“We felt like we were following events in real time,” Cason said.
Sadly, Cason said the Middlebury College staff were well-drilled in how to escort students safely through international chaos. During the 2011 revolution in Egypt, Middlebury evacuated 23 students from its study abroad program in Alexandria.
“We kind of have the drill down if we need to do it,” he said.
For international student Estelle Elizagoïen, on campus here in Middlebury, her first concern was family and friends 3,500  miles across the Atlantic.
“Since I’ve heard about the attack, I have been feeling shocked, heartsore and angry,” said Elizagoïen, a social science major and upperclassman from Amiens, France. “I am very lucky because my family and friends are fine. They are reporting a very anxious and heavy atmosphere in France right now. They told me they could barely believe what had happened.
“Most of the French students here know those places or know people who were attacked in Paris,” she continued. “So there’s a very personal dimension to the events. Home has been attacked.”
Despite last Friday’s events, Cason reported on Tuesday that no Middlebury students are asking to leave France.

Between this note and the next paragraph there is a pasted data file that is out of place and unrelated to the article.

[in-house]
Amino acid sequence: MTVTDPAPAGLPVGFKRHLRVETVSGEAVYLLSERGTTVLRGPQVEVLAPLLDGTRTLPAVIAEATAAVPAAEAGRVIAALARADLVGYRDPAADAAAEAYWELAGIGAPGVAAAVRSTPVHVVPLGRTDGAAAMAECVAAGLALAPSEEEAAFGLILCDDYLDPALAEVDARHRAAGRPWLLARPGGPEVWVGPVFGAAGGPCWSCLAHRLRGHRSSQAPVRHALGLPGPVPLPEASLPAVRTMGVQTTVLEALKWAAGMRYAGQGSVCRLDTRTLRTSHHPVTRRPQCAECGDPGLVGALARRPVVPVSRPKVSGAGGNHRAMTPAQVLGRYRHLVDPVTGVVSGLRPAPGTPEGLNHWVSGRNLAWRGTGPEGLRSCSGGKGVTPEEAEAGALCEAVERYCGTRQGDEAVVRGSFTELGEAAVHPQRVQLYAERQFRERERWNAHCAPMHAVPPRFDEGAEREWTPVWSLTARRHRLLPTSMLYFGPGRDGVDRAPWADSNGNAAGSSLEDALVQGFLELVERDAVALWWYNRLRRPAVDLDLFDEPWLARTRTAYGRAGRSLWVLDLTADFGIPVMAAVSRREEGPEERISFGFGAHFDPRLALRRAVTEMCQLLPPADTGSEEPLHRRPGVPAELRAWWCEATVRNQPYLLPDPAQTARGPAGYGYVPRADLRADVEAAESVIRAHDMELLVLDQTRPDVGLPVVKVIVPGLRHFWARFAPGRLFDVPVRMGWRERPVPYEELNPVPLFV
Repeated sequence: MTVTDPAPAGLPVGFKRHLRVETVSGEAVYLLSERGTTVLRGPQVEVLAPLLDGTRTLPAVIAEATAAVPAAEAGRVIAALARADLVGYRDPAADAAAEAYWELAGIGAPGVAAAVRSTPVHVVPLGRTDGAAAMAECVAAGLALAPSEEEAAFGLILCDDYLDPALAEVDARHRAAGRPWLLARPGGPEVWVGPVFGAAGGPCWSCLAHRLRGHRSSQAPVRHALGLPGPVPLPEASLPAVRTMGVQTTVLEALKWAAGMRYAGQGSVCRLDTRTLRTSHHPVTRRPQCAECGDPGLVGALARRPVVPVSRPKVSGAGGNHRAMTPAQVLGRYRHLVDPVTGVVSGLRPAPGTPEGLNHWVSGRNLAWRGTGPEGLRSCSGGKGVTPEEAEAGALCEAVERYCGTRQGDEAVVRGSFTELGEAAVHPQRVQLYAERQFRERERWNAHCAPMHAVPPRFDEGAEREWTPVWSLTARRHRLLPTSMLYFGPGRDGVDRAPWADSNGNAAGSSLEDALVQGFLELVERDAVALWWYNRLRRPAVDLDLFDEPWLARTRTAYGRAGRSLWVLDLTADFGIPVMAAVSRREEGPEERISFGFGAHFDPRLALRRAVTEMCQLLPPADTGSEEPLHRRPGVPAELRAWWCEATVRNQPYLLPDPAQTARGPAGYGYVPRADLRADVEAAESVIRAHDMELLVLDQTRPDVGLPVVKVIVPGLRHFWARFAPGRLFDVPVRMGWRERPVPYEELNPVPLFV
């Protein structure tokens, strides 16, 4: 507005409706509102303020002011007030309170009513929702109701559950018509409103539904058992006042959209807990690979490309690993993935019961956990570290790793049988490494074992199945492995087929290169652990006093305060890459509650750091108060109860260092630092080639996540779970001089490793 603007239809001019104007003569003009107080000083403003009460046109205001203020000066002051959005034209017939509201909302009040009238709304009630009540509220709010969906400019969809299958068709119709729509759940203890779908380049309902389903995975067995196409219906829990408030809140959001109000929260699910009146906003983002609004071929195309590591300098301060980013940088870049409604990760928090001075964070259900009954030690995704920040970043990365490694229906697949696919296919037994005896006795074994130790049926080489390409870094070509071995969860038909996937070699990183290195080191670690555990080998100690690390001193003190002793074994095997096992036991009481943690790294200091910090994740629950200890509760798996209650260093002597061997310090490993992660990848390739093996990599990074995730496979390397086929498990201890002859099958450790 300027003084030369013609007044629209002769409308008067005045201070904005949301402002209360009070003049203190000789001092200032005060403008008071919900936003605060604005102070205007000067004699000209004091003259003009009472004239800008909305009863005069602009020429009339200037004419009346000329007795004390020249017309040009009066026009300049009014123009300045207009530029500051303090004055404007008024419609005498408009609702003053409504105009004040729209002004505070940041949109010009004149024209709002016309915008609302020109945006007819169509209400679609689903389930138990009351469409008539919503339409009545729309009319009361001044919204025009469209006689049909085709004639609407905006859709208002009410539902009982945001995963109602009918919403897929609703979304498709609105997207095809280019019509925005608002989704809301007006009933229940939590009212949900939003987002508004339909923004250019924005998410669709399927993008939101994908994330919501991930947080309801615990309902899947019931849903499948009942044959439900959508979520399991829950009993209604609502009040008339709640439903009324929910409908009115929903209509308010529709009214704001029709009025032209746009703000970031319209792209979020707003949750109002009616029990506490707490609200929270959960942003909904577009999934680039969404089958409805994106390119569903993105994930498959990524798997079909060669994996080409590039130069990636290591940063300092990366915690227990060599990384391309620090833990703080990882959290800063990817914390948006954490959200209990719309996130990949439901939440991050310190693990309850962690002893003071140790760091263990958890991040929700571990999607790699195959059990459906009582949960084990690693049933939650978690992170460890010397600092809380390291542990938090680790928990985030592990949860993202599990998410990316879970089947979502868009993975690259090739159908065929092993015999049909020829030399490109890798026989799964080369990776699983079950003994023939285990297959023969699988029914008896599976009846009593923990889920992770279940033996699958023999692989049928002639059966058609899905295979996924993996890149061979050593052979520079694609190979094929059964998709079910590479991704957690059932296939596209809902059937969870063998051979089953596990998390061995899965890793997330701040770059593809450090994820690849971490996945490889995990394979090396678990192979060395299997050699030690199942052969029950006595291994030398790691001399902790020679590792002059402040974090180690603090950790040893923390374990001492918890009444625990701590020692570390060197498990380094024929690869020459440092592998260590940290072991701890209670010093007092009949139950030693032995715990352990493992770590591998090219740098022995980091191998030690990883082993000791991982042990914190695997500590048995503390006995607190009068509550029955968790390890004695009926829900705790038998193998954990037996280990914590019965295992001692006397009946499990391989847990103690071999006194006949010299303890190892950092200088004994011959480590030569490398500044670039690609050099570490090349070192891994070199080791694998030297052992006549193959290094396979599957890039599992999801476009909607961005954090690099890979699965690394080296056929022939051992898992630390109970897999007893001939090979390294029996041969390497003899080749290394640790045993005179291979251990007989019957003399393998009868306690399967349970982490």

“What’s interesting — and I think in part because of the way we’ve kept parents and students informed and let student know, moment by moment, what they should do — is we haven’t gotten students saying they want to go home,” said Cason. “We’ve gotten no parents saying, ‘Why aren’t you closing the program?’ And no students have said, ‘I want to go home.”
Cason speculates that students feel secure with the support that the college has given them and also might feel like, having been through such an intense situation, they want to stand by their French compatriots.
Writing from Paris, Trotz-Liboff agreed:
“In the wake of the event, it is moving to see the reaction of the French. Alongside the sadness, I think there is the sense of a nation coming together. In general, it is Liberté, Egalité, Fraternité contrasted with the barbarism of the terrorists.”
Reporter Gaen Murphree is at [email protected].